Human Mucosal Lymphocytes — Memory for ‘Recall’ Antigens and Non-Specific Suppression by T-Lymphocytes
Rabbit bronchus associated lymphoid tissue (BALT) (1) and Peyer’s patches (2,3) contain cells which recognize locally presented antigen, and which respond by cell division. These observations are consistent with an emerging concept that aggregated mucosal lymphoid structures “sense” lumenal antigen, and amplify the local immune response. However antigen-induced cell proliferation in vitro occurs under restricted conditions and the rate of DNA synthesis is less than that observed for circulating cells following systemic immunization (1,3). The reason(s) for this difference between mucosal and circulating lymphocytes is not clear, but the demonstration of a suppressor cell population within the mouse Peyer’s patch, suggests that cell-dependent regulation may limit the local inflammatory response to environmental antigen.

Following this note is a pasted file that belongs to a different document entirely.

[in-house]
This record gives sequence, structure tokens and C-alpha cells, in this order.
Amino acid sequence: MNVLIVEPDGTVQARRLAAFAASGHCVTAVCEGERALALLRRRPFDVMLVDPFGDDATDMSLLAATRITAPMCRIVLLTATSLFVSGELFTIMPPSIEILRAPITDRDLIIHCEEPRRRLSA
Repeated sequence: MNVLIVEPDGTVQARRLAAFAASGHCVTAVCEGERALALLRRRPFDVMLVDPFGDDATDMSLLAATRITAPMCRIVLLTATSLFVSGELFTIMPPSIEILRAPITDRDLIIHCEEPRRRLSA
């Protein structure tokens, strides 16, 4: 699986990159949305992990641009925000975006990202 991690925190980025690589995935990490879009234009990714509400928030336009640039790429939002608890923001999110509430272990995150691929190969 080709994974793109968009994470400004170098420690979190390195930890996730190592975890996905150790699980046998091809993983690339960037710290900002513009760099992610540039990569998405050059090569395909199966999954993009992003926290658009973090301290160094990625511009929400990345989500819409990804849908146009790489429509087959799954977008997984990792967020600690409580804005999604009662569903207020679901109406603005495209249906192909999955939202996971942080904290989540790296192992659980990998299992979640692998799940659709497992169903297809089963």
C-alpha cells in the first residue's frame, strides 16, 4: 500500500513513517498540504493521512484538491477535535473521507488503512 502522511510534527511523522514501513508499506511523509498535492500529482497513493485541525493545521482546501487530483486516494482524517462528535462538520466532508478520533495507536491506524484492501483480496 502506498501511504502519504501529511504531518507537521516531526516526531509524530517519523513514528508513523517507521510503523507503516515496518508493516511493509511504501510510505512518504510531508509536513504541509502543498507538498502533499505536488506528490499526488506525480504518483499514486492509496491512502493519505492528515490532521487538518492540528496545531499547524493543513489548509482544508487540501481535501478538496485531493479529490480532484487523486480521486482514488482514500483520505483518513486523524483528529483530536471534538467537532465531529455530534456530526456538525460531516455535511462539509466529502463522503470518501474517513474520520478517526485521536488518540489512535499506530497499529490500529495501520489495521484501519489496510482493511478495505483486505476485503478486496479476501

KeywordsMicrobial Antigen Human Bronchus Environmental Antigen Bronchus Associate Lymphoid Tissue Mucosal Lymphocyte
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